<![CDATA[NBC 6 South Florida - Health News]]> Copyright 2015 http://www.nbcmiami.com/news/health http://media.nbcbayarea.com/designimages/NBC+6+LOGO+GOOGLE.png NBC 6 South Florida http://www.nbcmiami.com en-us Sat, 04 Jul 2015 13:06:47 -0400 Sat, 04 Jul 2015 13:06:47 -0400 NBC Owned Television Stations <![CDATA[Sugary Drinks May Kill 184,000 People Each Year: Study]]> Tue, 30 Jun 2015 14:11:00 -0400 http://media.nbcmiami.com/images/213*120/soda+fountain.jpg

Consumption of soda, energy beverages, and other sugary drinks may be linked to 184,000 adult deaths each year worldwide, according to research published Tuesday in the journal Circulation.

“Many countries in the world have a significant number of deaths occurring from a single dietary factor, sugar-sweetened beverages," said study coauthor Dr. Dariush Mozaffarian, dean of the Friedman School of Nutrition Science & Policy at Tufts University. "It should be a global priority to substantially reduce or eliminate sugar-sweetened beverages from the diet."

The researchers looked at 62 dietary surveys conducted across 51 countries, along with data on national availability of sugar in 187 countries as well as other information. The surveys included data collected from 611,971 individuals between 1980 and 2010.

In the report, sugar sweetened beverages were defined as any sugar-sweetened sodas, fruit drinks, sports and energy drinks, sweetened iced teas, or homemade sugary drinks such as frescas, that contained at least 50 kcal per 8oz serving. Drinks that were 100 percent fruit juice was excluded.

According to the report, the researchers estimated that in 2010 sugary drinks may have been responsible for 133,000 deaths from diabetes, 45,000 deaths from cardiovascular disease, and 6, 450 deaths from cancer.

Researchers found the impact of sugar-sweetened beverages varied widely between populations. In Japan, an estimated percentage of deaths linked to such beverages was less than 1 percent in people over 65 years old, but it stood at 30 percent in Mexican adults younger than 45.

Mexico had the highest death rate attributable to sugar-sweetened beverages with an estimated 405 deaths per million adults (24,000 total deaths) and the U.S. ranked second with an estimated 125 deaths per million adults (25,000 total deaths).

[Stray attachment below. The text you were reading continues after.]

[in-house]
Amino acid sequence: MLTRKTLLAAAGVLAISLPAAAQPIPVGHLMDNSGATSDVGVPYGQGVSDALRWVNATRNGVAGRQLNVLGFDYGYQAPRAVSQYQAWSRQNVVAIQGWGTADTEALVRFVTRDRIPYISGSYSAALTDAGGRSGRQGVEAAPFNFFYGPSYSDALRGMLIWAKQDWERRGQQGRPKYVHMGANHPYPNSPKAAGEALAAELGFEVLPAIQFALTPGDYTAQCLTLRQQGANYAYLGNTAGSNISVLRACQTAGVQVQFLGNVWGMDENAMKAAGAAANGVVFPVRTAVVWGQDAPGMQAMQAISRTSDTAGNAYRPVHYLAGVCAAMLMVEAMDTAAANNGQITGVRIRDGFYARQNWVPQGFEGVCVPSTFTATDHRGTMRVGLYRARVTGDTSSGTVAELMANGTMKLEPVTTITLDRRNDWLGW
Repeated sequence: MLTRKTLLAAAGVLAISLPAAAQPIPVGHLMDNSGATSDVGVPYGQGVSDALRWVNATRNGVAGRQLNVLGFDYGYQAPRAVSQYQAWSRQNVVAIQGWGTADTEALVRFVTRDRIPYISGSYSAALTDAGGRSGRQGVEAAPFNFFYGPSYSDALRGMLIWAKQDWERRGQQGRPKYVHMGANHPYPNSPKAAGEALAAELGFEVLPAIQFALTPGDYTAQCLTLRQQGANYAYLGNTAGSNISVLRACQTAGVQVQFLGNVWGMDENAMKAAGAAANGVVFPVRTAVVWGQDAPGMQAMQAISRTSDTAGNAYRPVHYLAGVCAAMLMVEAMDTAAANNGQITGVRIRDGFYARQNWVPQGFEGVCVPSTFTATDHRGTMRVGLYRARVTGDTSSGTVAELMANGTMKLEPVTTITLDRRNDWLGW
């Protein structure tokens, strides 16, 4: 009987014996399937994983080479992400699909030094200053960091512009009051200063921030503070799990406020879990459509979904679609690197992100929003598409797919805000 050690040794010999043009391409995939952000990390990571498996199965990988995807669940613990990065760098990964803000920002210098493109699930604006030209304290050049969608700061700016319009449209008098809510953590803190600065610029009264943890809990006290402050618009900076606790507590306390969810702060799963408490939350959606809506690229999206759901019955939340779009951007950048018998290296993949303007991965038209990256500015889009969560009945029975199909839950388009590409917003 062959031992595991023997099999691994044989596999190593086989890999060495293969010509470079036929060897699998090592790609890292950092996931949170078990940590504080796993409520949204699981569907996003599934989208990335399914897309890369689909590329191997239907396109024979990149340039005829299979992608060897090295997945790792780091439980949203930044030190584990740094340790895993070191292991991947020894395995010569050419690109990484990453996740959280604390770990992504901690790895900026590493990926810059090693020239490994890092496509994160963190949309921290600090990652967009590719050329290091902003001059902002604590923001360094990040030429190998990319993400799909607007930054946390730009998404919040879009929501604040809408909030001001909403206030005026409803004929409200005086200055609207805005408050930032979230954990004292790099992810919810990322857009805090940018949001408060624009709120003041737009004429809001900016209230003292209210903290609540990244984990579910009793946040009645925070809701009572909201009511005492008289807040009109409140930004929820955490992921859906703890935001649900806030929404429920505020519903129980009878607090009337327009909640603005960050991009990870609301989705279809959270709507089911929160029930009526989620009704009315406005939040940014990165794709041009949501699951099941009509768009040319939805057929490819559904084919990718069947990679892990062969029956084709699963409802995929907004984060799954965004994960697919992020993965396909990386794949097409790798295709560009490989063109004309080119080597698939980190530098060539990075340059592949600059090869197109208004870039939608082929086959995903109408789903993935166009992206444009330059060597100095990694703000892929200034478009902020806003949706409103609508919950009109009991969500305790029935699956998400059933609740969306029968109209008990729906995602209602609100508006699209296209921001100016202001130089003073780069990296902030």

In a statement, the American Beverage Association, a trade group representing soft drink manufacturers, said “This study does not show that consuming sugar-sweetened beverages causes chronic diseases and the authors themselves acknowledge that they are at best estimating effects of sugar-sweetened beverage consumption."

“America’s beverage companies are doing their part to offer consumers the fact-based information and the beverage options they need to make the right choices for themselves and their families," the statement added.

Liz Ruder, a professor of nutrition and dietetics at the University of Pittsburgh Medical Center, told NBC News it's not certain it was the sugar-sweetened beverages that caused the deaths since the study is not a randomized controlled trial.
"But because the authors have employed sophisticated statistical techniques and they have rich food consumption data I believe that these data are likely to be accurate," Ruder said. 



Photo Credit: Getty Images]]>
<![CDATA[Man Wins $500K After Phone Records Doctors Mocking Him]]> Thu, 25 Jun 2015 06:30:06 -0400 http://media.nbcmiami.com/images/180*120/GettyImages-117009763.jpg

A Vienna, Virginia, man was awarded $500,000 after he unintentionally recorded his doctors mocking and insulting him while he was under anesthesia.

The plaintiff, who chose to remain anonymous, sued anesthesiologist Dr. Tiffany Ingham and three other medical professionals, who were released from the case. Ingham, 42, and her practice were ordered by a Reston, Virginia, jury to pay the plaintiff, The Washington Post reported.

The plaintiff used his phone to record post-procedure advice and aftercare instructions from his doctors during the April 2013 colonoscopy procedure.

While checking his phone on his way home, the plaintiff found he had recorded the entire examination and heard his doctors insulting him when he was under anesthesia.

Ingham was recorded mocking the amount of medicine needed to anesthetize the plaintiff.

"After five minutes of talking to you in pre-op, I wanted to punch you in the face and man you up a little bit," Ingham is heard saying.

Ingham and others mocked the plaintiff for taking many medications. One of the plaintiff’s medications, Gabapentin, was prescribed to treat an irritation in his genital area. A medical assistant touched the man's genitals and commented she might have contracted a sexually transmitted infection.

Ingham is recorded saying the medical assistant might get "some syphilis on your arm or something," then added, "It's probably tuberculosis in the penis, so you’ll be all right."

The genital area is typically not involved in a colonoscopy.